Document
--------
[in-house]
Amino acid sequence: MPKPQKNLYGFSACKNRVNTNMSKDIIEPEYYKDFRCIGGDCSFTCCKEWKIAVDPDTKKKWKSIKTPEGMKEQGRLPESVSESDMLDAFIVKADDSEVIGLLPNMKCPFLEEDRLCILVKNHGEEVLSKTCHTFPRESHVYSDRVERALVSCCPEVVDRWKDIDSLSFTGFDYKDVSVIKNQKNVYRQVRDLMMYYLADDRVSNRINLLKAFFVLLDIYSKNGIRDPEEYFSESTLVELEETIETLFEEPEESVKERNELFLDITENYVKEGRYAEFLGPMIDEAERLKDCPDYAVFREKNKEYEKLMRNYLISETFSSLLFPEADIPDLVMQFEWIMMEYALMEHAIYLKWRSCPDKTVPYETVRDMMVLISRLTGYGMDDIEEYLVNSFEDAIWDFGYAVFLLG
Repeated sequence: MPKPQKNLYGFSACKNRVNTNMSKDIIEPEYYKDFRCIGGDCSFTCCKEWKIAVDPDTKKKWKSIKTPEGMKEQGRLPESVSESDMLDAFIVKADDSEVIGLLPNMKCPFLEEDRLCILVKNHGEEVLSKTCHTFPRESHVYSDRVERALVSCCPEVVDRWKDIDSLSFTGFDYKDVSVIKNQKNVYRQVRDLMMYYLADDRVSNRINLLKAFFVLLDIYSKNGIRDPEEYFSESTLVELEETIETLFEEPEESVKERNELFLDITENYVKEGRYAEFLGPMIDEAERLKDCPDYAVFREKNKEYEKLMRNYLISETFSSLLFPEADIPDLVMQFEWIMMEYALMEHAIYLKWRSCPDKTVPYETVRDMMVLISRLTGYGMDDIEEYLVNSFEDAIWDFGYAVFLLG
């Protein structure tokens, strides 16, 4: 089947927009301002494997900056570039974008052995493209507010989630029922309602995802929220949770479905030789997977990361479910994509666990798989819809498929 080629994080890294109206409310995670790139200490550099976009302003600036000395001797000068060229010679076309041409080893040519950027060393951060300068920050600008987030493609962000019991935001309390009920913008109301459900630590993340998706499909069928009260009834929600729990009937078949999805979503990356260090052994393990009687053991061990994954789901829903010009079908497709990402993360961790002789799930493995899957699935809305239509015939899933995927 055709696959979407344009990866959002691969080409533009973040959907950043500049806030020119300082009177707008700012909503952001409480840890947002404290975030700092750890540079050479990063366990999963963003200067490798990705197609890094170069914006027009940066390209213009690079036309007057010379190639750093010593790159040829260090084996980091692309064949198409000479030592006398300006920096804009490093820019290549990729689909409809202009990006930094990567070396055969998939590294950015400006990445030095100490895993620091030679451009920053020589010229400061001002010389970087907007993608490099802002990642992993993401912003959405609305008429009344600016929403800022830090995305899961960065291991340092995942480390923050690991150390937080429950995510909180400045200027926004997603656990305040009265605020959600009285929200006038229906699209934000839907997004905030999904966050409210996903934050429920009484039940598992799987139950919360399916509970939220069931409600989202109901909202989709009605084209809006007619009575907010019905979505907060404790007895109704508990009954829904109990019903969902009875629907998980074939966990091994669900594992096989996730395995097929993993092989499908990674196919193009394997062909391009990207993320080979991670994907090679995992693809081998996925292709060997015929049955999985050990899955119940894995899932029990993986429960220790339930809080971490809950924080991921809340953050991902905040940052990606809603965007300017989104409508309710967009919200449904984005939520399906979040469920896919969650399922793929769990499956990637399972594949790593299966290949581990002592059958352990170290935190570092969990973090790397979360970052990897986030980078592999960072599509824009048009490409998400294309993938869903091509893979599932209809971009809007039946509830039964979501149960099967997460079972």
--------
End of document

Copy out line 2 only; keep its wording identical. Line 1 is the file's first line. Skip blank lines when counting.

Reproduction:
Amino acid sequence: MPKPQKNLYGFSACKNRVNTNMSKDIIEPEYYKDFRCIGGDCSFTCCKEWKIAVDPDTKKKWKSIKTPEGMKEQGRLPESVSESDMLDAFIVKADDSEVIGLLPNMKCPFLEEDRLCILVKNHGEEVLSKTCHTFPRESHVYSDRVERALVSCCPEVVDRWKDIDSLSFTGFDYKDVSVIKNQKNVYRQVRDLMMYYLADDRVSNRINLLKAFFVLLDIYSKNGIRDPEEYFSESTLVELEETIETLFEEPEESVKERNELFLDITENYVKEGRYAEFLGPMIDEAERLKDCPDYAVFREKNKEYEKLMRNYLISETFSSLLFPEADIPDLVMQFEWIMMEYALMEHAIYLKWRSCPDKTVPYETVRDMMVLISRLTGYGMDDIEEYLVNSFEDAIWDFGYAVFLLG